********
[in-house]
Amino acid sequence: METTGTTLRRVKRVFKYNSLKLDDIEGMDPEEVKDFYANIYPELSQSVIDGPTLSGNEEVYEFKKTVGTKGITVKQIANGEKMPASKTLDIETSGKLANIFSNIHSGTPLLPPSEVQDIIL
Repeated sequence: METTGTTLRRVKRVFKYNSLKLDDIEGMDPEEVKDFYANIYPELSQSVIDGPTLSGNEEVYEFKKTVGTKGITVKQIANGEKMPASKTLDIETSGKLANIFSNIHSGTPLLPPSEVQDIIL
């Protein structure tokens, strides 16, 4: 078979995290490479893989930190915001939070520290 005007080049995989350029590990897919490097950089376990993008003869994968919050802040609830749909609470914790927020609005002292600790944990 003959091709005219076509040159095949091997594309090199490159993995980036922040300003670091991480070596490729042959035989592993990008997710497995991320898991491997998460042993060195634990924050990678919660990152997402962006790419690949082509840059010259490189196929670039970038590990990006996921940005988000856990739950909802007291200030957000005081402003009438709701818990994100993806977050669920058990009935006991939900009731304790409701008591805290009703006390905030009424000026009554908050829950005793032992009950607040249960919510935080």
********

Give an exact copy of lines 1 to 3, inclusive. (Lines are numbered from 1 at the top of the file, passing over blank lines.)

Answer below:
[in-house]
Amino acid sequence: METTGTTLRRVKRVFKYNSLKLDDIEGMDPEEVKDFYANIYPELSQSVIDGPTLSGNEEVYEFKKTVGTKGITVKQIANGEKMPASKTLDIETSGKLANIFSNIHSGTPLLPPSEVQDIIL
Repeated sequence: METTGTTLRRVKRVFKYNSLKLDDIEGMDPEEVKDFYANIYPELSQSVIDGPTLSGNEEVYEFKKTVGTKGITVKQIANGEKMPASKTLDIETSGKLANIFSNIHSGTPLLPPSEVQDIIL